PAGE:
Research Project - Welcome to the BPR Tutorial Series

Research Project - Welcome to the BPR Tutorial Series -...

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Welcome to the BPR Tutorial Series The Business Case - Friend or Foe? (Part one of a three part series on business case development) by Nancy Maluso Oh no, you have to write a business case. Why? Most rookies and veterans of any business process reengineering (BPR) effort view the business case as a necessary evil, an exercise far more painful than doing taxes. Unlike our taxes, however, the business case can result in more than just a tax refund. In fact, there are a number of valid reasons for writing a business case in any reengineering effort even if the effort has already been funded. This article will address the role a business case has in the reengineering effort, and help your team put the business case into it's proper perspective so that the business case can be viewed as another important, but not evil, step in the BPR effort. Why Should A Business Case be Written? The most obvious reason for putting together a business case is to justify the resources necessary to bring a reengineering effort to fruition. However, this implies that the business case is simply a financial document. While all business cases should include financial justification, it should not be the only purpose of the document. The BPR business case is the one place where all relevant facts are documented and linked together into a cohesive story. This story tells people about the what, when, where, how and why of the reengineering effort. Why is the reengineering effort needed (issues & opportunities)? How will the effort solve the issues or opportunities facing the organization? What is the recommended solution(s)? How does the solution address the issues or opportunities (benefits)? What will happen to the business if the BPR effort is not undertaken (the do nothing scenario)? When will the solutions be deployed How much money, people, and time will be needed to deliver the solution and realize the benefits? The writing of the business case forces the BPR team to sit back and reflect on all of the work they have so diligently completed. It is far too easy for the team to continue to plug away toward the end result and fail to document the work they've already accomplished. This is especially true during the concept and design stages of any BPR effort. Therefore, the business case serves as a wake up call to the team to cause them to capture the knowledge they've developed about how the business will function both with and without the BPR project. This is by far the most valuable role the business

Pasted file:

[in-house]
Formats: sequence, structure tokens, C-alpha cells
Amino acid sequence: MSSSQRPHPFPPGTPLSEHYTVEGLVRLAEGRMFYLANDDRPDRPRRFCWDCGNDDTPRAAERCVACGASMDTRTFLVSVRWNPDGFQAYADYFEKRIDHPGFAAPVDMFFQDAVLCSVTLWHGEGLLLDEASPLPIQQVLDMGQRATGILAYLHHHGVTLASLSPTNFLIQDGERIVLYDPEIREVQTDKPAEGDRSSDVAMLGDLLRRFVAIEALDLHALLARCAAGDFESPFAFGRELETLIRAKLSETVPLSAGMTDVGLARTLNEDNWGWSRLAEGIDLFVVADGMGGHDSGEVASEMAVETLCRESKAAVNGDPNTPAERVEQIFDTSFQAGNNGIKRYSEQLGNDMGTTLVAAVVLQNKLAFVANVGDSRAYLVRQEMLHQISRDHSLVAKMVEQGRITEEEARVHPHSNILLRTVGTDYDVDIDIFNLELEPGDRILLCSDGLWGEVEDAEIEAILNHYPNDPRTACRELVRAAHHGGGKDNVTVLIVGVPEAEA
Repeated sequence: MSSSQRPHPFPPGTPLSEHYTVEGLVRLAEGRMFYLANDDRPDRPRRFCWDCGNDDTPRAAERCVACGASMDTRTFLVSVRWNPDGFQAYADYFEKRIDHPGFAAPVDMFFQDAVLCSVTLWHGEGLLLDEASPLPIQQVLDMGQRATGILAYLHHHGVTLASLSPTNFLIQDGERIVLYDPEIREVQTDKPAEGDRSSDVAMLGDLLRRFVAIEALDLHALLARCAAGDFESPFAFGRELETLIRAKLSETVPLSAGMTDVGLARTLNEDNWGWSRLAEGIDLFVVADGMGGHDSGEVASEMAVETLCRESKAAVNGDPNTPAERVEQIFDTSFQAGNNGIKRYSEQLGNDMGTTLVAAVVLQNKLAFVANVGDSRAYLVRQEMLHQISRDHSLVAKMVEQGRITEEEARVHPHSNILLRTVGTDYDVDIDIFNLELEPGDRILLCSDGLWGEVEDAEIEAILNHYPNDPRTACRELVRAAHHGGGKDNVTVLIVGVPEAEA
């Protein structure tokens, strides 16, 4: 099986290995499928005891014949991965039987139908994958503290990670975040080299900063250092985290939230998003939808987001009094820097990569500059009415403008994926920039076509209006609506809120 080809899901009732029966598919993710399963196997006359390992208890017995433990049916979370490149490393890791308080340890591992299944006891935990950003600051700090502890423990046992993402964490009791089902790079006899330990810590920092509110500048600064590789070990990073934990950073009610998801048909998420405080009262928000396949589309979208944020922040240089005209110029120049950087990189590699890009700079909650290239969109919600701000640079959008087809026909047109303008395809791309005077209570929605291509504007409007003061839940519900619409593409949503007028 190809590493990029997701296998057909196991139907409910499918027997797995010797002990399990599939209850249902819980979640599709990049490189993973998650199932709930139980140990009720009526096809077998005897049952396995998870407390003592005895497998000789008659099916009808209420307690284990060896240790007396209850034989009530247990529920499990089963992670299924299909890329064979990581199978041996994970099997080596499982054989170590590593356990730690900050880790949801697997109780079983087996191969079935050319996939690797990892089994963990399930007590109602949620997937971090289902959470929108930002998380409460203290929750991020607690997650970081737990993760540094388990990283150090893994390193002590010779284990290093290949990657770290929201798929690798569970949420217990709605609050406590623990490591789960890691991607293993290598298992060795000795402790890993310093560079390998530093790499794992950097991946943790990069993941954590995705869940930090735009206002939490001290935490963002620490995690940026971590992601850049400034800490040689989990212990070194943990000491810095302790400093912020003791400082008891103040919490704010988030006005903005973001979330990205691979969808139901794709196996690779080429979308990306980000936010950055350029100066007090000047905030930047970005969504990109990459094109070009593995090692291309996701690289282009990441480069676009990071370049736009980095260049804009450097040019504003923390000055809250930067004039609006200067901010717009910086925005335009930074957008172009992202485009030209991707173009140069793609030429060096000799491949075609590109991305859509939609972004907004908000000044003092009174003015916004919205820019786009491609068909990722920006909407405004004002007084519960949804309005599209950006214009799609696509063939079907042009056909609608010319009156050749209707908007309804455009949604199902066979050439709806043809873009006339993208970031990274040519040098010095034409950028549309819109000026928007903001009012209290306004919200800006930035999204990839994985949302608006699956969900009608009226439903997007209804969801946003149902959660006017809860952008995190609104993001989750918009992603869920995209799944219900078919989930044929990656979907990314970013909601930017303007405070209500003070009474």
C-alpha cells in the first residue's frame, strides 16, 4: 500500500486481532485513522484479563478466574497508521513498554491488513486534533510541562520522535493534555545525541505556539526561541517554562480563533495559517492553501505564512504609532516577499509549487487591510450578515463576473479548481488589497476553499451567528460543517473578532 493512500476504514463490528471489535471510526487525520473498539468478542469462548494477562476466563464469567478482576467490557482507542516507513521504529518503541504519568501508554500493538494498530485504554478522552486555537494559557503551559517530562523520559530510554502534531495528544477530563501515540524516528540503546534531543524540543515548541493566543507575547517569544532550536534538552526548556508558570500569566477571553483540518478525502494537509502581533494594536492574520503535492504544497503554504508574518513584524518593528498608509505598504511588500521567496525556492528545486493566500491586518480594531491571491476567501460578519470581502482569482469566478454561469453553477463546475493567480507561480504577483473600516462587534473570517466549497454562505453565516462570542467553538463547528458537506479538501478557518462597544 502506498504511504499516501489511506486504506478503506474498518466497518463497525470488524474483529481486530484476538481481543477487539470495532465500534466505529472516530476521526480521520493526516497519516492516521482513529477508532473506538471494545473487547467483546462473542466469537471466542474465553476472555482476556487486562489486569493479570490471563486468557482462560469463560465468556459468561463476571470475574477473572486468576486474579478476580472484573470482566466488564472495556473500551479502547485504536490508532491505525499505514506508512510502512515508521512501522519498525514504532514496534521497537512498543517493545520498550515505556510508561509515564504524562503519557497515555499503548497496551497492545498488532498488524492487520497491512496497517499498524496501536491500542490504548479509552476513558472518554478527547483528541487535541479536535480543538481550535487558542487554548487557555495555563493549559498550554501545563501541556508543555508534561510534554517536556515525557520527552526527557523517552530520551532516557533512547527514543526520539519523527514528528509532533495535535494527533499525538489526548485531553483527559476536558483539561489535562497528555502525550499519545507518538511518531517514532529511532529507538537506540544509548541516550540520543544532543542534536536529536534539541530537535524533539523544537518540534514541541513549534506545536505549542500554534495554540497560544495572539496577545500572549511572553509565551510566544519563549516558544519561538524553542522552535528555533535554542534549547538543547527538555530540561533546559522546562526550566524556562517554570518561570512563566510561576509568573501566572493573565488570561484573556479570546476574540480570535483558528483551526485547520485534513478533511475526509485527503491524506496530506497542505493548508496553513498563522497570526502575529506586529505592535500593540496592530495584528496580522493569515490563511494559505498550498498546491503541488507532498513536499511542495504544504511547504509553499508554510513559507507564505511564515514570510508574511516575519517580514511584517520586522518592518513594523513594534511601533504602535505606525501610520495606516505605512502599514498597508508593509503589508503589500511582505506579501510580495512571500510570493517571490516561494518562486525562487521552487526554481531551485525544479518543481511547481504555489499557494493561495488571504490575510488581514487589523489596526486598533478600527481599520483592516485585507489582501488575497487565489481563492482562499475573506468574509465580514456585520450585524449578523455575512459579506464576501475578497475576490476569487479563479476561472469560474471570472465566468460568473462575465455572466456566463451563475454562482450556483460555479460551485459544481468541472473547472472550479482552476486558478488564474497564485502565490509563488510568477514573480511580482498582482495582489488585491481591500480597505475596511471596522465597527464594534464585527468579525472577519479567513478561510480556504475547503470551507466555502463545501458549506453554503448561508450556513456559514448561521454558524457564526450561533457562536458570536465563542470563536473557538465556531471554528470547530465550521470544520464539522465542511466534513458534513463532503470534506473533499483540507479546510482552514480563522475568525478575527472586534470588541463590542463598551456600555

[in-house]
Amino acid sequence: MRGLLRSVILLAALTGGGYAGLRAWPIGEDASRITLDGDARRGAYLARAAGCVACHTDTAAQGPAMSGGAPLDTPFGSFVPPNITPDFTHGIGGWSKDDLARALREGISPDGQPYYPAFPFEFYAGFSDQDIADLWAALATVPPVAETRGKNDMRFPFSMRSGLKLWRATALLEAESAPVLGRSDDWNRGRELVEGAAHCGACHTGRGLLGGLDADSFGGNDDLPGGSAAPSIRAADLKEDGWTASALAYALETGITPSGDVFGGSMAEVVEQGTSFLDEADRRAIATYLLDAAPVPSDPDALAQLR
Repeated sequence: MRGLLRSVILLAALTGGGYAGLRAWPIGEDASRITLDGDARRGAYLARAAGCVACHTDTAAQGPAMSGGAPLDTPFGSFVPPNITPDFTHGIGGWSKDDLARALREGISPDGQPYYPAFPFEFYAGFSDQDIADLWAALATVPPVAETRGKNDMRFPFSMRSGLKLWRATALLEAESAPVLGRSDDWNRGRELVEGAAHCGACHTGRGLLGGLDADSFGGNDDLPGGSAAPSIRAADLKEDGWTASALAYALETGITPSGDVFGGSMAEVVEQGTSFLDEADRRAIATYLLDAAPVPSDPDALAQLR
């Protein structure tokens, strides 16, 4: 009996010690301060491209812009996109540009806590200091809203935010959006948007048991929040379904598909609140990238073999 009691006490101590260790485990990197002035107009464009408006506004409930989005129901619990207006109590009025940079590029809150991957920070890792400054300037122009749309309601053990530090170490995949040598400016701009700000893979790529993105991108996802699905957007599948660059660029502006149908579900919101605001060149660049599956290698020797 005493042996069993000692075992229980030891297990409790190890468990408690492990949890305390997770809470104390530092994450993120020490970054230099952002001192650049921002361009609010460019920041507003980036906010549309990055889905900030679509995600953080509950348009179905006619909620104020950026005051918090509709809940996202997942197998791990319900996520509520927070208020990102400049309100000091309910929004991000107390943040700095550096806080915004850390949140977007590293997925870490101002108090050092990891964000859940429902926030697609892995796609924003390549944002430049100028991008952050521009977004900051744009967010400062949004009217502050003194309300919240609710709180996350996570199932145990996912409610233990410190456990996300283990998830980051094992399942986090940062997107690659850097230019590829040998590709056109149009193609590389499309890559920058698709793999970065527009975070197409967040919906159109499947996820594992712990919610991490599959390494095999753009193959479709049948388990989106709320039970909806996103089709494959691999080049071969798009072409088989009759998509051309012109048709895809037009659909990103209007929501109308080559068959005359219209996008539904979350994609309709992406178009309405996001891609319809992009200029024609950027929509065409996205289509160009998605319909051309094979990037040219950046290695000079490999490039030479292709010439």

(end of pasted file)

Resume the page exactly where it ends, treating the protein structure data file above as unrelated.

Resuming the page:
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This note was uploaded on 03/26/2012 for the course IS535 IS535 taught by Professor Professor during the Spring '09 term at Keller Graduate School of Management.

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Research Project - Welcome to the BPR Tutorial Series -...

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